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« Free Reads -- Chess and intelligence | Main | Free Reads -- Worsley on Mies »

January 08, 2003

Free Reads -- Tunes and the brain

Friedrich --

Researchers at Dartmouth using MRI studies have begun mapping out which parts of the brain are involved in recognizing musical tunes.

What intrigues me more than the brain imaging news is the piece of music used in the study. Composed by a recent Dartmouth grad, Jeffrey Birk, it's 8 minutes long and moves through all 24 major and minor keys:

The music was specifically crafted to shift in particular ways between and around the different keys.These relationships between the keys, representative of Western music, create a geometric pattern that is donut shaped, which is called a torus. The piece of music moves around on the surface of the torus.

It moves around on the surface of a torus? Huh? What a virtuosic stunt of musical construction that must be! But what does it sound like?

The press release can be read here.

Found via the Human Nature Daily Review, here.



posted by Michael at January 8, 2003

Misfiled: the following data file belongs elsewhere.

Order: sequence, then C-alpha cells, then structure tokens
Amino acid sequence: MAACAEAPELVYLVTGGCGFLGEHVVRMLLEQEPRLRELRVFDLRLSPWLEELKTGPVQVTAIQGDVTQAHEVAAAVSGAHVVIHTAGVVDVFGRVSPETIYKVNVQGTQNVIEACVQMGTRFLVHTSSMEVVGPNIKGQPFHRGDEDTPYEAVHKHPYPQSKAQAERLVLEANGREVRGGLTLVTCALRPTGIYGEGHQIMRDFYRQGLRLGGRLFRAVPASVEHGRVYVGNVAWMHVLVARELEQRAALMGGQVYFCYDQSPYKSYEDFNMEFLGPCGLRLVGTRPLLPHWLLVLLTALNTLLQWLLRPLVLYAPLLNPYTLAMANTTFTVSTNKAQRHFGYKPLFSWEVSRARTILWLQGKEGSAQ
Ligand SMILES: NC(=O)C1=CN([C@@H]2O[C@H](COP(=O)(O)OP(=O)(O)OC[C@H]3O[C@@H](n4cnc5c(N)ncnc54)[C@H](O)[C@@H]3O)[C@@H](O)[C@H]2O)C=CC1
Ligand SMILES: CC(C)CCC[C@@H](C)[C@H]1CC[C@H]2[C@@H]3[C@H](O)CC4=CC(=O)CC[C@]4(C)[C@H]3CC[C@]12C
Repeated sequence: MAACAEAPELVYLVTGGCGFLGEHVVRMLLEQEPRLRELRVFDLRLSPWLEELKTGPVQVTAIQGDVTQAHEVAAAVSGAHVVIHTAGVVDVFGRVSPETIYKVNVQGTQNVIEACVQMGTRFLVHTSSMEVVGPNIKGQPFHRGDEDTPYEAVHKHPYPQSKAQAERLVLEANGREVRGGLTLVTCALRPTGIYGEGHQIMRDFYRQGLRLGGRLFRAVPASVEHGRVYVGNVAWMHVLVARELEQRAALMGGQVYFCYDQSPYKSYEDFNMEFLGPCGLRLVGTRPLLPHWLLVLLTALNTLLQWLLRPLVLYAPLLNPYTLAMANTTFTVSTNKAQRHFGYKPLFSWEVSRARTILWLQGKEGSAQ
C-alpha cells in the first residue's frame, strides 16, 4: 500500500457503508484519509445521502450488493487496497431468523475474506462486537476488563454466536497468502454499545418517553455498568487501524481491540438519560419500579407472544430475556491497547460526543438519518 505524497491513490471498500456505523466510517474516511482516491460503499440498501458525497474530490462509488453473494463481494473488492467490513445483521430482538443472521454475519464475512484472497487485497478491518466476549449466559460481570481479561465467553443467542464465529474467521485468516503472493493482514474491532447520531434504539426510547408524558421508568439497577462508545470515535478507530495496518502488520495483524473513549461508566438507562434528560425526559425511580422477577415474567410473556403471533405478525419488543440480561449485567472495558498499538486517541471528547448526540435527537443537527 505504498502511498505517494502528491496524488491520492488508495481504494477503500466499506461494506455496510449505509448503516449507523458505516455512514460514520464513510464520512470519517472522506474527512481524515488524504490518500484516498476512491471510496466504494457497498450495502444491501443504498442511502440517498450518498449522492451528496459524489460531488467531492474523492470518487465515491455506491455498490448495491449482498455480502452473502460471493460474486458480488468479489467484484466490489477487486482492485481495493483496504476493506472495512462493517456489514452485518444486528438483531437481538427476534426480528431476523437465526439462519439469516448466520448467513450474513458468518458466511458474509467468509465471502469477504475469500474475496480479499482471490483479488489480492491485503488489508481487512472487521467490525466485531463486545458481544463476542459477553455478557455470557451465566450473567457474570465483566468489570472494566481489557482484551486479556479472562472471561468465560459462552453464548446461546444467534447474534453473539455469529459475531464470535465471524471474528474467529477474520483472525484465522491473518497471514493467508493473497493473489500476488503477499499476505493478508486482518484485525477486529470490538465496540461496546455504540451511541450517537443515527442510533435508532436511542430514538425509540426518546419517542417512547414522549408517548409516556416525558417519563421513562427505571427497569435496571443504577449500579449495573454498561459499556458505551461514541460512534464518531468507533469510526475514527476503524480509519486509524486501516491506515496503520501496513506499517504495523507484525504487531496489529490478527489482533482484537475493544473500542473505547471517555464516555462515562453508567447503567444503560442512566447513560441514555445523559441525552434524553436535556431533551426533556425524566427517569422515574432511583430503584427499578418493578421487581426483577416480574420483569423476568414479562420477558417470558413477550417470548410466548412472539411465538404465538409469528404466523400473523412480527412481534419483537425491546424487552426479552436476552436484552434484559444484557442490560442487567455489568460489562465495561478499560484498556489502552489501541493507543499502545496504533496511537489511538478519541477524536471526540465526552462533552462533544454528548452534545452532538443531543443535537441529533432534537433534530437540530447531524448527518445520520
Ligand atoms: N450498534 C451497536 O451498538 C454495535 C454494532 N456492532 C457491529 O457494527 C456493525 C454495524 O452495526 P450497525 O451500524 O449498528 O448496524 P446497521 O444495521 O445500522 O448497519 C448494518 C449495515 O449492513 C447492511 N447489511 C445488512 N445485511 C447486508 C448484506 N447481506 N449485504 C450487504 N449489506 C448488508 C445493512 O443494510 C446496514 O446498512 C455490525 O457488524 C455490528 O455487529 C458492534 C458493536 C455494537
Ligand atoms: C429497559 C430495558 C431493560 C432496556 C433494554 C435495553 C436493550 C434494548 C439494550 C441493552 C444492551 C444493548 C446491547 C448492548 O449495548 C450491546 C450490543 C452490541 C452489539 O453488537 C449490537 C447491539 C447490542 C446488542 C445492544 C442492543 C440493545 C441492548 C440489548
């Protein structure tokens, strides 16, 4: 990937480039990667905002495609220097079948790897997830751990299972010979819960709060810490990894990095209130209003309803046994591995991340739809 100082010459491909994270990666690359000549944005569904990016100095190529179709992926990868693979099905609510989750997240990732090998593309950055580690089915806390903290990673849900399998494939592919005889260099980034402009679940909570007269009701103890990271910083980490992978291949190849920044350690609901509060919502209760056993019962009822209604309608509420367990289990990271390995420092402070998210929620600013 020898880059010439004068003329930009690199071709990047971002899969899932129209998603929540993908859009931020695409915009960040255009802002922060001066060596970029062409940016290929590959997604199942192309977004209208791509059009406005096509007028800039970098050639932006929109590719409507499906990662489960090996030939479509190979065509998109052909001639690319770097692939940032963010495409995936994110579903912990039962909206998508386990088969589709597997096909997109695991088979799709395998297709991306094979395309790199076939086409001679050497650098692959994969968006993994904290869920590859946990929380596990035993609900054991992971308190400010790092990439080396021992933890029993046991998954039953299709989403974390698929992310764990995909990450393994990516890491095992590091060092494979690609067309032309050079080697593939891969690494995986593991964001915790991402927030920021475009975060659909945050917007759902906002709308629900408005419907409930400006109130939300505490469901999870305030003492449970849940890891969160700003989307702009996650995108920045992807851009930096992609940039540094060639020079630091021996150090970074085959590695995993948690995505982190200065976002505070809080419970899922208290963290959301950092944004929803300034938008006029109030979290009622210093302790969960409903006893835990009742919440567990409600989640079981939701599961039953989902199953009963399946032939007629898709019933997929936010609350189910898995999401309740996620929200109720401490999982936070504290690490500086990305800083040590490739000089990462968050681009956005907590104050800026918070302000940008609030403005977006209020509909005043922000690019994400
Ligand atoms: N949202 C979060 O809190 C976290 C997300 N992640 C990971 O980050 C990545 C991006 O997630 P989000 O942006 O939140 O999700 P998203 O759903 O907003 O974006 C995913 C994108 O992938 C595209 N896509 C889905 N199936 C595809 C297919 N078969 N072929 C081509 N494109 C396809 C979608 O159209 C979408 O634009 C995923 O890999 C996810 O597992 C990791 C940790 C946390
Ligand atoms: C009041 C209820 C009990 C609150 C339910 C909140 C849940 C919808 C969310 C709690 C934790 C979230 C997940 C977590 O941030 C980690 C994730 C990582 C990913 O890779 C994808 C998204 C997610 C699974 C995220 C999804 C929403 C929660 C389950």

I wonder, if that particular piece sucks - isn't aesthetically pleasing - even though it runs the scales, will it interfere with their mapping of the music centers. If you don't perceive something as a valid piece of music, will your brain's music centers care, or will it throw it over the to the "deal with noise" auditory section? Seems to me they should use a Beatles song, "Green Sleeves," a piece by Bach, and then "Stairway to Heaven" just to be safe.

Posted by: Yahmdallah on January 8, 2003 12:27 PM

No kidding! Hard to imagine the piece of music was comphrehensible at all as music, let alone as "tunes," which is what the press release talks about. But maybe the composer did an amazing job of it.

Excellent listening-and-research program you're suggesting. First the "Goldbergs," then Jimmy Plant. I wonder how much overlap in brain responses and activity there would be with those two pieces. Maybe researchers will soon discover a gene for "heavy metal."

Posted by: Michael Blowhard on January 8, 2003 12:50 PM

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